Reviews provided by RottenTomatoes
The Man from U.N.C.L.E. plays like a lower key, vintage edition of a Mission: Impossible movie. It's a good movie with a great look.
Exactly no one was asking for this. So it's a surprise to discover that the bar for this movie is low enough to conga under.
New York Post:
Cavill's Solo, and the movie, are aggressively quippy, which is what happens when screenwriters set out to be funny but give up when they're halfway there.
An unusually restrained Guy Ritchie serves up solid entertainment with a classy touch, but bland leads and no-sizzle chemistry make this slick '60s TV adaptation forgettable.
The Man From U.N.C.L.E. feels fun even when it lacks a particular reason for existing.
It almost works. Actually, it does work, hitting the requisite number of hip notes. It just doesn't dazzle, and that's kind of a surprise.
"Man" is a celebration of a time when secret agents dressed impeccably, bantered with style, and had exceptionally cool toys. That the movie is almost instantly forgettable is part of the pleasure.
J. R. Jones,
Whose idea was it to make a cold war thriller for a generation that doesn't know what the cold war was?
Composer Daniel Pemberton's evocations of early '60s "danger" music respect the period, which is more than can be said for Ritchie's hatchet-style of staging and editing.
While it looks good - Ritchie has always been a slick visual stylist - it's ultimately as passive as an old rerun.
Long on style but short on substance, Guy Ritchie's ring-a-ding-ding Cold War spy thriller attempts to resurrect a mothballed '60s TV series the way that Mission: Impossible did. It doesn't work this time.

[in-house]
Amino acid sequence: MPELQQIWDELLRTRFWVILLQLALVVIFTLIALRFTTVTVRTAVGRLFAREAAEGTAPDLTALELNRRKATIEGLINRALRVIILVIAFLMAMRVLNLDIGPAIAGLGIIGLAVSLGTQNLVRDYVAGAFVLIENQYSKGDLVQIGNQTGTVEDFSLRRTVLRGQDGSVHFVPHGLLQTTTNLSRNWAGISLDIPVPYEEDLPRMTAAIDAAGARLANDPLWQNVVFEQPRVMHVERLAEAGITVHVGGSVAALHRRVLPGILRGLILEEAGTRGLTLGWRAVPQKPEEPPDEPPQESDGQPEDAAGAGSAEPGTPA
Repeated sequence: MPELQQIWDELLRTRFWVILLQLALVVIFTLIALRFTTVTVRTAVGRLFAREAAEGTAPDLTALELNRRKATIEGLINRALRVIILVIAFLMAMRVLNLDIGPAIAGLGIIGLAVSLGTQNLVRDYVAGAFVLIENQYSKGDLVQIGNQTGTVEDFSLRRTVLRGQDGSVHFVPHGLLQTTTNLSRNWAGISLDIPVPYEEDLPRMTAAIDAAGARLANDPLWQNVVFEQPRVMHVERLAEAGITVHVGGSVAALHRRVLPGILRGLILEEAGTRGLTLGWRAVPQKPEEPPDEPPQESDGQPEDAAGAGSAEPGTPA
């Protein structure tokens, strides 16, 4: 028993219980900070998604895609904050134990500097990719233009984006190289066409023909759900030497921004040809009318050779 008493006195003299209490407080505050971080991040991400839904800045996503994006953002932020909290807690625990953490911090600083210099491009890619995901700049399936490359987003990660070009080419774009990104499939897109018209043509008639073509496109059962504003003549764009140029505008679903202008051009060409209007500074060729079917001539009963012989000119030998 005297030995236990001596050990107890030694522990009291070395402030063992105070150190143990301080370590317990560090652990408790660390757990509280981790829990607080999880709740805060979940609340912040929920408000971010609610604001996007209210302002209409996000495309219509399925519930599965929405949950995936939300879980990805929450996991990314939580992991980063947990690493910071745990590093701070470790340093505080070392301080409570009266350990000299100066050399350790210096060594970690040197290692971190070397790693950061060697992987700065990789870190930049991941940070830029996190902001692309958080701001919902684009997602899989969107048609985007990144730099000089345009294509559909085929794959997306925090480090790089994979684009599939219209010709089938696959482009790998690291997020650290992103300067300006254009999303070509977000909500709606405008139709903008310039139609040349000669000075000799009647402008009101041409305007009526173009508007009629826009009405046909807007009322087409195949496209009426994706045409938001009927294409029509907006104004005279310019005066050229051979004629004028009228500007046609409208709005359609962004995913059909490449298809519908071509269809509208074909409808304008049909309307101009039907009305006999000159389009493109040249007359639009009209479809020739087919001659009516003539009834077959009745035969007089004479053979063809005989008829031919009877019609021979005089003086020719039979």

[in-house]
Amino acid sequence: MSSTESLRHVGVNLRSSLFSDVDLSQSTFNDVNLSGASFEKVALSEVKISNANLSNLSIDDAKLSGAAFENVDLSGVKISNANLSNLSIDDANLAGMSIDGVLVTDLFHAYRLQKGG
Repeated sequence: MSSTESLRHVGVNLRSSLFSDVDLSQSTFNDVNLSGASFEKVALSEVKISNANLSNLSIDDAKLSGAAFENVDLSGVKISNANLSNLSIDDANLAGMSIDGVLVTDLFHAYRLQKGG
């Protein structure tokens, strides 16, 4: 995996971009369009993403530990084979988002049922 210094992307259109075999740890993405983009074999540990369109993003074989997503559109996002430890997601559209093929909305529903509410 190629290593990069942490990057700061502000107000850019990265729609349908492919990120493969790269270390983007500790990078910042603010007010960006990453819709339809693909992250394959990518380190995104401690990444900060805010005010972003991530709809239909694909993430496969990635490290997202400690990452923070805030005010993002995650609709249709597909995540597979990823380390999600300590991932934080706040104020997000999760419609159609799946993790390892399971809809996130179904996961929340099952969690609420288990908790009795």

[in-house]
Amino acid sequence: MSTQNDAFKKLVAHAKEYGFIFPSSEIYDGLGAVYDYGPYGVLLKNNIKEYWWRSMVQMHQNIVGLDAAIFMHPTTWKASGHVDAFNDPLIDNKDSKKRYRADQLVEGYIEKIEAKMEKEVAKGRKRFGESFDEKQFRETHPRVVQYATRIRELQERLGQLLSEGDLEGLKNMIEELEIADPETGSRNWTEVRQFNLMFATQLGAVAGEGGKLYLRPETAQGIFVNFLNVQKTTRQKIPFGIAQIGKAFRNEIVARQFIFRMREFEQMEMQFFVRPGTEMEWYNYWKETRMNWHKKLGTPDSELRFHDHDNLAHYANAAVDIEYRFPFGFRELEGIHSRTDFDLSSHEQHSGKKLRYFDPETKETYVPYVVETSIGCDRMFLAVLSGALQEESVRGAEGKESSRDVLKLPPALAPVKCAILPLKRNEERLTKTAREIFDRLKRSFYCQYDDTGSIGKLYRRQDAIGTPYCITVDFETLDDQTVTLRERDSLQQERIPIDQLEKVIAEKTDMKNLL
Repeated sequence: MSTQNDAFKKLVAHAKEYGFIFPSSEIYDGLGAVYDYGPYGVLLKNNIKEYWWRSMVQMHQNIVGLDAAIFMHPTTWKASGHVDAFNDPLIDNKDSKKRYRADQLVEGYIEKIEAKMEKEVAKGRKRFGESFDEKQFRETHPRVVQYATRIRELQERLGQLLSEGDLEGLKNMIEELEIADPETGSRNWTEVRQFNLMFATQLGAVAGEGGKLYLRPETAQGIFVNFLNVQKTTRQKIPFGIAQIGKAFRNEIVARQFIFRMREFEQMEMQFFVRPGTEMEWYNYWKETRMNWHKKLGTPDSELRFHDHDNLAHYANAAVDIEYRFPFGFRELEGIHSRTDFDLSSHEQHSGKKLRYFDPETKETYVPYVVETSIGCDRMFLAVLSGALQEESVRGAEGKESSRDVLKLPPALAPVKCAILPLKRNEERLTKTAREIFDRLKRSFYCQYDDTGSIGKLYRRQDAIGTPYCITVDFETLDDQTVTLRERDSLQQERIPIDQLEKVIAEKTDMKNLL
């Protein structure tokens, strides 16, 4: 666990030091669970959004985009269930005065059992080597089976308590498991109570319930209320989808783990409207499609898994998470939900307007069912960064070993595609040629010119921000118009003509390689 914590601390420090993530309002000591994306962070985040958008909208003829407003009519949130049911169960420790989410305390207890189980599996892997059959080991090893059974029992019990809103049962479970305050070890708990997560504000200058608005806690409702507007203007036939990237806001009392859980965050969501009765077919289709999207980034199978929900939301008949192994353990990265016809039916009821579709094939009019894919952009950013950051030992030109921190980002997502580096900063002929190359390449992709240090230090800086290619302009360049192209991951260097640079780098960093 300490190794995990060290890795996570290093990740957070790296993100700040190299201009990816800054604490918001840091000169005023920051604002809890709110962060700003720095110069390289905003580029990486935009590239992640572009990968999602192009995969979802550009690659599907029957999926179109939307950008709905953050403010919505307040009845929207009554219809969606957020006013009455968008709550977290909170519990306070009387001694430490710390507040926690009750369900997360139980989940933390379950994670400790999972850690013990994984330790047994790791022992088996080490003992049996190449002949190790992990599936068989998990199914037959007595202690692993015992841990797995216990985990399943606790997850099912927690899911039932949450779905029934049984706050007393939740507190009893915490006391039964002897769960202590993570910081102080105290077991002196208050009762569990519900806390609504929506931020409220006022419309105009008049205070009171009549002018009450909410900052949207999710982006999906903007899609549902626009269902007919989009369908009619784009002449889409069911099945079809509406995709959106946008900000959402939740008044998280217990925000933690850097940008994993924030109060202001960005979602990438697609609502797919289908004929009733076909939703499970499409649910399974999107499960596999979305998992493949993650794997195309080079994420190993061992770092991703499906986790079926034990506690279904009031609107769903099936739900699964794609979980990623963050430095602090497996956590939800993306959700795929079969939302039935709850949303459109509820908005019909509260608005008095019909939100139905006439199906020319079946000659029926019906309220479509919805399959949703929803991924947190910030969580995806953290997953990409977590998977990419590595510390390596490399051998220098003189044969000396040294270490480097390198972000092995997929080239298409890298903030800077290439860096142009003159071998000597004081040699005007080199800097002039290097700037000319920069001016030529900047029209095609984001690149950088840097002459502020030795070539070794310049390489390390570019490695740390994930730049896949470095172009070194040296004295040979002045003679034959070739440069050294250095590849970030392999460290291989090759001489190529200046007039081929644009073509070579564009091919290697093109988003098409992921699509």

Dallas Morning News:
It's got all the ingredients - improbable romances, partial nudity, ridiculous escapes - that make it little more than big-sound and big-picture fodder for the Imax screens it will appear on throughout the country.
Los Angeles Times:
It all winds up feeling hollow and even slightly oppressive, an enforced sense of fun jabbed within quotation marks. It aims for a silky lightness of touch but lands like a dropped slab of concrete.
Not an update of the old TV show but a revival, with dazzling sets, period outfits and wonderfully implausible action. It's an Atomic Age blast.
As for Cavill, let us just say that the line between phlegmatic suavity and downright dullness is rather more easily breached than the Berlin Wall.
What substance it has could be dissolved in a shot glass. But so what?
New York Daily News:
It's slow, lethargic, utterly lacking in charm and undeserving of the Cold War setting that is its best trait.
New York Times:
Guy Ritchie makes the kind of enjoyably disreputable movies that are fun to watch until they're not.
Alas, the movie doesn't fulfil the tease of the opening sequence. From there it devolves into a series of revelations with diminishing returns.
A lot of energy and effort has gone into this endeavor, and I can't say some of it's not fun. But more of it, alas, is just tedious.
This is one of those rare instances when a sequel wouldn't just be warranted - it would be welcomed.
A moldy 1960s TV series that comes to the screen with no Mission: Impossible update or makeover. That's right - it's still moldy. But in a way that's escapist, retro fun.
San Francisco Chronicle:
Ritchie is a director with no instinct for the audience, and he can't hold things together for an entire film. He seems at a loss, from moment to moment, as to what he should emphasize.
This is like an Austin Powers movie directed by Wes Anderson, although Ritchie's personal style is very much in evidence.
With brisk pacing, and a cast this attractive parading the kinds of fashions that will remind you how much you miss Mad Men, most of the movie boasts a Mod crispness.
U.N.C.L.E. has enough style and smarts to make it an amusingly louche summer movie: a cultivated mix of action and wit, suits and cities.
As stylish as it is witty, Guy Ritchie's retro spy movie, The Man From U.N.C.L.E., is a lovable lark and full of mischief.
The Cold War returns full force on the big screen, though by the end of The Man from U.N.C.L.E., you might want to put it back in the fridge.
Though it's made with lots of modern tricks and technology, it's old-fashioned in the best sense, and not just because it's set in the Sixties.
The threat that this mess of a movie might be followed by a sequel is enough to make anyone cry uncle.